Ecclesiastical court judgments – January (II)

Review of the ecclesiastical court judgments during January 2022 (II)

Seventeen consistory court judgments were circulated in January 2022, and the nine featured in the first part of the round-up all related to Procedural issues, and Reordering, extensions & other building works. This second part reviews the remaining eight judgments which concern ExhumationChurchyards and burials  and Bells, as well as links to other posts relating to ecclesiastical law.


Exhumation

Errors in burial

Re St. Mary the Virgin Rowner [2021] ECC Por 4 The petitioner wished to exhume the cremated remains of her mother and reinter them with the remains of her father who was buried in the same churchyard[1]. At the time of her mother’s death, the petitioner’s father purchased a double family plot intending that his remains would be interred with those of his late wife when the time came. The family was unaware that the selected plot was insufficiently deep to take Mr Haine’s remains; a headstone was placed in memory of the late Mrs Haine, with space left for Mr Haine’s details to be added in due course [7]. When the petitioner’s father died it was found to be impossible to add the father’s remains to the grave, due to insufficient depth. Furthermore, the grave could not be enlarged as it was obstructed by concrete.

She was advised that a new plot would be prepared that day and that her mother’s and father’s remains would be interred there together. Her father’s details had already been inscribed on the headstone bearing his late wife’s inscription, in anticipation of their interment in the same plot [8]. When the time came for the ceremony, the family were informed that their mother’s remains could not be removed from the existing plot without formal approval, with the result that only their father’s remains were interred in the new plot [9].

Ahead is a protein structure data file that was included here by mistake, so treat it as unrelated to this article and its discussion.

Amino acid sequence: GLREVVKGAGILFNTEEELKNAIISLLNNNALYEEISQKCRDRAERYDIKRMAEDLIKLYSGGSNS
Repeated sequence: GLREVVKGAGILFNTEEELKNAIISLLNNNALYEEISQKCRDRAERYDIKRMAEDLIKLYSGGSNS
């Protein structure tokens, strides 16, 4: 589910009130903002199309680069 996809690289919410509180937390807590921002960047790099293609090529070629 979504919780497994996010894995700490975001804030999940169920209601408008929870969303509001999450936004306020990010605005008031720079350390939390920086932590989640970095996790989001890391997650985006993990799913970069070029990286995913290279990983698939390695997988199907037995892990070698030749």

The Chancellor considered that a mistake had been made, in that those digging the mother’s grave should have been aware that a double plot was required and that the plot itself was not suitable for a double interment. He therefore granted a faculty of the exhumation of the mother’s remains and their reinterment in the grave of her husband. [Re St. Mary the Virgin Rowner [2021] ECC Por 4] [Top of section] [Top of post]

Other

Re Beverley Pamela Wilson deceased [2021] ECC Car 4 The petitioner wished to have the cremated remains of her daughter, who had died in in a tragic accident in 1998, exhumed from a grave in Parkside Road Cemetery in Kendal and reinterred with the remains of the petitioner’s recently deceased father in another grave in the same cemetery [1]. However, the Chancellor noted:

“[6]. …it is possible that the recently deceased father together with in due course the Petitioner and her two daughters could be interred in the Deceased ‘s existing grave although it would not be ‘very ideal’ because the last set of cremated remains could not be interred in a container. Instead, they would have to be poured into the grave, as may have been the case in relation to the Deceased’s cremated remains…In fact, I remind myself that the current Diocesan Churchyard Regulations indicate that cremated remains should normally be buried without a container although at the incumbent’s discretion be buried in a casket or um they may provided that it is made of biodegradable material.

[7]. I do not regard the necessity for a new headstone as significant, given that anew headstone would seem necessary in any event”

The Chancellor declined to grant the faculty sought, because he did not accept that any exception was warranted by the facts of this case to the presumption of the permanence of Christian burial. [Re Beverley Pamela Wilson deceased [2021] ECC Car 4] [Top of section] [Top of post]